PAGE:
In this web there are many players who are shaping things.
Bruni and Brosnan are the results of the older generation upping their game, and their acquired knowledge being fed into undeniable talent of a generation driven to succeed. Vergier is hovering.
And now, it is not just these two leading lights. We have Fearon, Dean Lucas, Mark Wallace and countless others.
The ” mid school”, Bryceland, Dale , Blenki, Macdonald, Smith, Hart, Fairclough – We could go on. They are entering their prime physiologically, they’ve got a raft of wins amongst them and a few overalls. But are they the generation who haven’t dominated for long periods like the generation before and after?
That being said, we haven’t even touched on Rachel’s domination of the female field. Lets be clear, as thats what it is. Domination. Carpenter had raised a challenge but was of the boil last year. Rago has retired. Can Pom Pon mount a challenge? Tracey Hannah has raw speed but can she up her consistency?
A site we’ve grown accustomed to. Credit:@zachfaulkner
So where does this leave us? What can separate riders performing at maximum levels?
We asked Chris for some deeper insight into just what riders go through to get the winning edge “As a coach it’s my job to prepare the athlete for physical, tactical, social and psychological demands of the sport, the characteristics of the sport and the specific demands of each event. Building a global foundation of performance potential that allows the athlete to exceed the physiological demands of the sport while having the potential to perform on back to back days, week in week out!“
“As the social system of WC DH dictates it’s a never ending arms race between competitors that know little of the main opponents training methods not much of their consistency or effectiveness for that individual. This is what leads to much suspense come WC #1. Unlike other sports where teams of individuals count or mechanical performance trumps all. DH is individual performance built on the work of a small, tight knit group.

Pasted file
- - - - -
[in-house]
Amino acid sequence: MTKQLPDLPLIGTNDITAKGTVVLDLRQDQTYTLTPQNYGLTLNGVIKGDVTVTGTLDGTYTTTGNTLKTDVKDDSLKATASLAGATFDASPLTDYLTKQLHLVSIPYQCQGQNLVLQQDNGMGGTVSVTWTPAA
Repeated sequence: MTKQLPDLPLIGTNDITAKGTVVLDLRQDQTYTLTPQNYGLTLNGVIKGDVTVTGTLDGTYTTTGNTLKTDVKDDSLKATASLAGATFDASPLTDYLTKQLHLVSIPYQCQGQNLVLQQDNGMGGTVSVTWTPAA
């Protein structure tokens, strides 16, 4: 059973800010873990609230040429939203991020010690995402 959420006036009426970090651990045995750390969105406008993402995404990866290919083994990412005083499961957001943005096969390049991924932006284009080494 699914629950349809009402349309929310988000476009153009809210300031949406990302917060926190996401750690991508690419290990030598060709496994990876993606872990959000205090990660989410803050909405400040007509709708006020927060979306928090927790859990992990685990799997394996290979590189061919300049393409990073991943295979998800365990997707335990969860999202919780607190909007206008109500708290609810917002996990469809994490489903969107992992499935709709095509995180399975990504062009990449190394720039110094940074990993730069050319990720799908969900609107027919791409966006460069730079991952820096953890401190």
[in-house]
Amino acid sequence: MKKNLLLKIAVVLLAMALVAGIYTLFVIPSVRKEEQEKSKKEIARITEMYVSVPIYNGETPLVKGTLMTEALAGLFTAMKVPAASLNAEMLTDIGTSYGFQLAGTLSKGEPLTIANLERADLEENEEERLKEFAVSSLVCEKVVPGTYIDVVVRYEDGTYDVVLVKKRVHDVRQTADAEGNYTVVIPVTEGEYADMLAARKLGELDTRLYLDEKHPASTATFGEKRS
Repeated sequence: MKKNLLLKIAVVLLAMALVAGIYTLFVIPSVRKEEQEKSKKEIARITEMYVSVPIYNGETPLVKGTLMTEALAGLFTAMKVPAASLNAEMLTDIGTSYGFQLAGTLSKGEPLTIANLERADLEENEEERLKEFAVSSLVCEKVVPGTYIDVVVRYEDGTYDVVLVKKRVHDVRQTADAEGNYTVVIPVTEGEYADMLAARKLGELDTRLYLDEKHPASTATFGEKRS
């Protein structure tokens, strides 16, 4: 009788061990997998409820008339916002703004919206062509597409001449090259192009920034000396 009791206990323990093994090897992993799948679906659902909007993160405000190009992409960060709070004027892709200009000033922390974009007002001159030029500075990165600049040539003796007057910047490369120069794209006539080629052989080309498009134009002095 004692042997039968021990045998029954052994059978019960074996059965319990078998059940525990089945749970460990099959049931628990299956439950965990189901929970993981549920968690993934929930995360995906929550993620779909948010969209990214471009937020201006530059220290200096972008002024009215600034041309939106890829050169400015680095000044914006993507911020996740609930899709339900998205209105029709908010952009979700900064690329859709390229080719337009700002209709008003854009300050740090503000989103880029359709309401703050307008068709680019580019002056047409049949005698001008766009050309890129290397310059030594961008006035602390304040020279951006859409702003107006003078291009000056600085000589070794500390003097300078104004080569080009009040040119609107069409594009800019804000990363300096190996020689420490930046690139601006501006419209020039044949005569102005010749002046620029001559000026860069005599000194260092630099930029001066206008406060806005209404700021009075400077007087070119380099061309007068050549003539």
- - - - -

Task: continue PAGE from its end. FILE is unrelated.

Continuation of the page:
This is where the coaching plot thickens. Meet the demands of the sport, the characteristics of each event; develop upon an athlete’s strengths, improve upon weaknesses. Make sure a change to a new bike with different geometry or equipment change is taken into account, previous injury, glaring holes in 2015 performance, physical work that serves nothing but the purpose of improving psychological performance is done….simply a holistic approach to athlete’s performance will be the only common trend you’ll see in the coaching of the riders who grace the first WC podium (that and plenty of strength work!).”
For a rider like Kenta Gallagher, the transition to WC DH might be easier than for a rider who has only raced nationals, having previously raced WC XC. However, you can’t ignore the discipline specific adjustments – Now in his second season of WC DH, Kenta will be an interesting subject to follow. Credit: @tommyawilkinson
And what about the down time into red hot speed adjustments required – Maybe this favours experience? ” Strength prevails; but the specific demands & characteristics of Lourdes are not extreme, there are outliers on the WC calendar, Lourdes is not one, but if we aggregate the scores from Lourdes and Cairns; then we’ll get a solid picture of who applied themselves to the off-season homework but more telling who applied the work done to the 1 run wonder on Sunday afternoon’s.
The length of the off-season almost provides more challenges to a coach and rider than it affords opportunities. But the riders who have changed bikes or teams will have been glad of the gap; everyone is itching to get racing but try not to get to wrapped up in Round 1 and combine Round 1 and 2 scores to get an idea of who’s chipped away at performance gainzzz and who’s maybe spent too long turning over stones or buried their heads in the sand! ”
It is no harder to win a race than it ever was. That will never change as long as time exists.
It is , however, different. What this current crop of riders have to do is keep up with the knowledge now available – which is mind boggling and more than ever before.
While the tracks may be faster , the TV coverage higher and the money starting to get back up to, and beyond 90’s level of pay one thing will be sure.
It will take an unbelievable level of composure, focus and ability to separate the fluff from the important stuff that will define our winners in 2016.
Our predictions: For the first time ever, we have no idea. That’s why we can’t wait.